A fourth embodiment is illustrated in FIG. 5. In this embodiment the reflective material 25d is in the nature of highly reflective particles compounded with the material of the microporous membrane 30, for example either coated on the surface of the microporous membrane 30 or loaded into the polymer out of which the microporous membrane 30 is constructed. The highly reflective material 25d can be titanium dioxide (TiO2), silver (Ag), aluminum (Al), or aluminum dioxide (AlO2). In this embodiment the preferred reflective material is aluminum dioxide. It will be appreciated that the loading is accomplished during the extrusion of the parison from which microporous membrane 30 is subsequently formed. The presence of the reflective material produces a reflecting and scattering effect. The inner tubular member 17, the fluid material 20, and the porous balloon member 18 in this embodiment are light-passing in order to allow light transmission from the optical fiber 16. As the light encounters the microporous membrane 30, the reflective particles 25d integrate the light along at least the treatment length and transmit a portion of the light energy to the vessel wall to be treated. This allows the light to be more uniform as it is transmitted through the microporous membrane 30 creating an even distribution of light energy to activate the treatment fluid 23 (photodynamic substance) already infused in or otherwise dispersed to the vessel wall.
Moreover, the density and the size of the micropores on the microporous membrane 30 determine the amount of the light energy transmitted or integrated before the illumination of the treatment fluid 23. When the reflective particles are compounded with the polymer out of which the inner tubular member, the balloon member, and/or microporous membrane are constructed, the amount of loading can be between about 5 and about 40 weight percent reflective material based on the total weight of the polymer. It is preferred that this ratio be in the range of about 10 to about 40 weight percent, most preferably between about 25 to about 35 by weight of the total weight of the polymer. An alternative approach for compounding the porous balloon member 18, inner member 17, or the microporous membrane 30 with reflective particles includes coextruding or otherwise positioning a layer of highly reflective material or particles between two layers of polymer. It has been noted that 90% light illumination uniformity can be achieved when compounding the fluid material 20, porous balloon member 18, and/or microporous membrane 30 with reflective material 25b, 25c, and 25d, respectively.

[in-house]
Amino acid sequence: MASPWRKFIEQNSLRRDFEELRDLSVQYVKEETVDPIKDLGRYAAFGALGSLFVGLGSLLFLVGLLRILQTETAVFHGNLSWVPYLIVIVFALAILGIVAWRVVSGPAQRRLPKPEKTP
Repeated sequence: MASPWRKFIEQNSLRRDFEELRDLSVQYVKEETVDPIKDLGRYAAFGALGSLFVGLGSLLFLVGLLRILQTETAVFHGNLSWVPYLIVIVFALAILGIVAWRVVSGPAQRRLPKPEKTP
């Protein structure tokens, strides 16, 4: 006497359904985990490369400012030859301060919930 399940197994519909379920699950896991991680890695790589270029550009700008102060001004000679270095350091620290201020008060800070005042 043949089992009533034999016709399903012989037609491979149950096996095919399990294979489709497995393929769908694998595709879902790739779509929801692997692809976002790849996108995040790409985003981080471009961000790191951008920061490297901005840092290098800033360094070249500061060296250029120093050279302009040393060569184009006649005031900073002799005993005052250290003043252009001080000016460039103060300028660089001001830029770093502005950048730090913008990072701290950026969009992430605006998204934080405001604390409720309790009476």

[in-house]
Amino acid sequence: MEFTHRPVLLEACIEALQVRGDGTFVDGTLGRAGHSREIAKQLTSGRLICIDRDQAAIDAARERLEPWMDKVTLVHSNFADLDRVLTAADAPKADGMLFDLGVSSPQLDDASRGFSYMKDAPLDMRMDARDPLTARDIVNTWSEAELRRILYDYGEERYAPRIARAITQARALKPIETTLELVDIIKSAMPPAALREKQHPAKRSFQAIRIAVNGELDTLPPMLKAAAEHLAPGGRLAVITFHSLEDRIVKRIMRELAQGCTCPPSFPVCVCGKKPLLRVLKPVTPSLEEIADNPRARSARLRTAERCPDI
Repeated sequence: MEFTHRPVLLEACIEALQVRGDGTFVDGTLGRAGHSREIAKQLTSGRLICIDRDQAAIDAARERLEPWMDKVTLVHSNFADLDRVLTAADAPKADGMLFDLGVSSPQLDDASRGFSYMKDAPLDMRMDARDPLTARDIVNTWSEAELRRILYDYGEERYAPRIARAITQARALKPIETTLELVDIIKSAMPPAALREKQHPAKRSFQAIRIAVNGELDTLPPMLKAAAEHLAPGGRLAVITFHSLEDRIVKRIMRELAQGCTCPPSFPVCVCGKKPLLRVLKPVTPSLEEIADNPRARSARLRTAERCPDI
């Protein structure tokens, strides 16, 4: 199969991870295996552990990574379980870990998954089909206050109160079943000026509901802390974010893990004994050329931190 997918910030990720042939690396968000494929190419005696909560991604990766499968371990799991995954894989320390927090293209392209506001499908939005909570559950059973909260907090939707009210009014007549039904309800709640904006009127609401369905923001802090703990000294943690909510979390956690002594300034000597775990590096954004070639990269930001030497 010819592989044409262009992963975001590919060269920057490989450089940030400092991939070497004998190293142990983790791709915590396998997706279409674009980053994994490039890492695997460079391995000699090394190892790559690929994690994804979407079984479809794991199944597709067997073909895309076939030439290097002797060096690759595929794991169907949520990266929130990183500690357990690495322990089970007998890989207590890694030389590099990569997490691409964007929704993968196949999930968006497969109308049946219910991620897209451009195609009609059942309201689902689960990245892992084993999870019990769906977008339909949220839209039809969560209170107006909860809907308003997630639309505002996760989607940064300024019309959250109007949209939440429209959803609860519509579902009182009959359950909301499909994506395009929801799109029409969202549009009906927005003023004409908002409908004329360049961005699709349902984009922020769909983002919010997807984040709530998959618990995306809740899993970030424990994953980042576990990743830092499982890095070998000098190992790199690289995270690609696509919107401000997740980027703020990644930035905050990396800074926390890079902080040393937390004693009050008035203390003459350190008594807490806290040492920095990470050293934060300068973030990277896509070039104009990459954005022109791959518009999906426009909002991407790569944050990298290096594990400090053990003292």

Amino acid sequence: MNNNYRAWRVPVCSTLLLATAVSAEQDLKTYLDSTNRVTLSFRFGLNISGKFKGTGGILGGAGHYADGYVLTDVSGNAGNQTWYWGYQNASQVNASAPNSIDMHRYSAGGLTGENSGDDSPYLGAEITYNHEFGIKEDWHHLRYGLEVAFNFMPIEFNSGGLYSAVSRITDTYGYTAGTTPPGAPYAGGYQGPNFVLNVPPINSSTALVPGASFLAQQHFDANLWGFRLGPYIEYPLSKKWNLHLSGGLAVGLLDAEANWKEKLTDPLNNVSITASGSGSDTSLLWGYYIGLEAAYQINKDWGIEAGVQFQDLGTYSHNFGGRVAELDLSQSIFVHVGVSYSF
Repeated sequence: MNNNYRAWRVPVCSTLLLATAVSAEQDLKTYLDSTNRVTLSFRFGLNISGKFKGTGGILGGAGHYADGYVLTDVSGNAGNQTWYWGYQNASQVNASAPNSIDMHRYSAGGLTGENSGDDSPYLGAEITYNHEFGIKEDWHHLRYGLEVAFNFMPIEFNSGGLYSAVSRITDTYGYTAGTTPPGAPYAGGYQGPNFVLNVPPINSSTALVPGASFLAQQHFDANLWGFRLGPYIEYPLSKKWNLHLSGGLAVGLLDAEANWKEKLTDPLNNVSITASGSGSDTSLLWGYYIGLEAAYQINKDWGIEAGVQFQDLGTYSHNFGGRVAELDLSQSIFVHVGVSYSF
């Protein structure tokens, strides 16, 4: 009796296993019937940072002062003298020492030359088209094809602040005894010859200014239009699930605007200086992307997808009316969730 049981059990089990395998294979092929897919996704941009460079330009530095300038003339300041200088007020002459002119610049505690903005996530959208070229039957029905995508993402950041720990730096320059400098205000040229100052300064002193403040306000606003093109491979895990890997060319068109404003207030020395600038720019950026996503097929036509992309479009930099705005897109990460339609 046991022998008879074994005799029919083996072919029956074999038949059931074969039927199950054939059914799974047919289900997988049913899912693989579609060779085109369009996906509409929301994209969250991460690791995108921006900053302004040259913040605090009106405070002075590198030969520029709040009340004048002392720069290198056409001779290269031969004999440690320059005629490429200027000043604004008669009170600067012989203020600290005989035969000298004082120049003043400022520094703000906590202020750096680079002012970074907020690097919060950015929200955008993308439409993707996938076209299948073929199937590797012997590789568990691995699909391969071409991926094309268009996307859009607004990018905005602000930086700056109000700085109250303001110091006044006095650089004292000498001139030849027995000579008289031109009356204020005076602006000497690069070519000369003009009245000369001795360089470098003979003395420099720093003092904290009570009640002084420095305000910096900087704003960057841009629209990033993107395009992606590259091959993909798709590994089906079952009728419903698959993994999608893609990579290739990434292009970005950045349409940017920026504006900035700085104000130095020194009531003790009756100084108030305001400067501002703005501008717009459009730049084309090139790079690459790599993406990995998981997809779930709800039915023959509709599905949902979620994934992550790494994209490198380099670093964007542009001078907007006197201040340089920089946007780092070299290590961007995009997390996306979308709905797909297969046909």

With more particular reference to the light dissipation achieved, especially in the third and fourth embodiments, light is integrated before it emanates from the porous balloon member 18 or microporous membrane 30 into the vessel wall. By rendering the porous balloon member 18 or microporous membrane 30 material semi-reflective and semi-transparent, one can achieve more uniformity along the cylindrical surface of the porous balloon member 18 or microporous membrane 30, thereby optimizing the delivery of light to the treatment fluid 23 which has been absorbed into the vessel wall to be treated. The microporous membrane 30 is a biocompatible polymer. The microporous membrane 30 is made of a biocompatible polymer, and typically can be made of polymers of the type used in manufacturing the inner member 17. Here, the preferred material for the microporous membrane 30 is aluminized polyethylene terephthalate.
In the above embodiments, coating of the inner member 17, porous balloon member 18 or microporous membrane 30 can be achieved by known methods such as evaporation, sputtering, or ion bombardment of the reflective material. Such coating can be on the inside, the outside or both the inside and outside of the inner member 17, porous balloon member 18, or microporous membrane 30.
In the present invention the reflective material can be included in any one or a plurality of the inner member 17, porous balloon member 18, fluid material 20 and microporous membrane 30 in any combination. By adding the reflective material in these different combinations, it is possible to tailor the reflectivity and uniformity of light illumination to fit a particular need or a criterion for activating any of various photodynamic medicaments and the like.
It will be understood that the embodiments of the present invention which have been described are illustrative of some of applications of the principles of the present invention. Various modifications may be made by those skilled in the art without departing from the true spirit and scope of the invention.
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|U.S. Classification||604/20, 604/500, 604/103.01, 606/15, 606/16|
|International Classification||A61B18/22, A61N5/06|
|Cooperative Classification||A61M25/1027, A61M2025/1088, A61M2025/1086, A61N5/0601, A61N5/062, A61B2018/2261, A61M2025/105, A61N2005/0602|
|European Classification||A61N5/06B, A61N5/06C8, A61M25/10G|
|Oct 4, 1996||AS||Assignment|
Owner name: CORDIS CORPORATION, FLORIDA
Free format text: ASSIGNMENT OF ASSIGNORS INTEREST;ASSIGNOR:LEONE, JAMES E.;REEL/FRAME:008214/0252
Effective date: 19960701
|Nov 24, 1998||CC||Certificate of correction|
|Jun 19, 2001||FPAY||Fee payment|
Year of fee payment: 4
|Jun 30, 2005||FPAY||Fee payment|
Year of fee payment: 8
|Aug 10, 2005||REMI||Maintenance fee reminder mailed|
|Jun 17, 2009||FPAY||Fee payment|
Year of fee payment: 12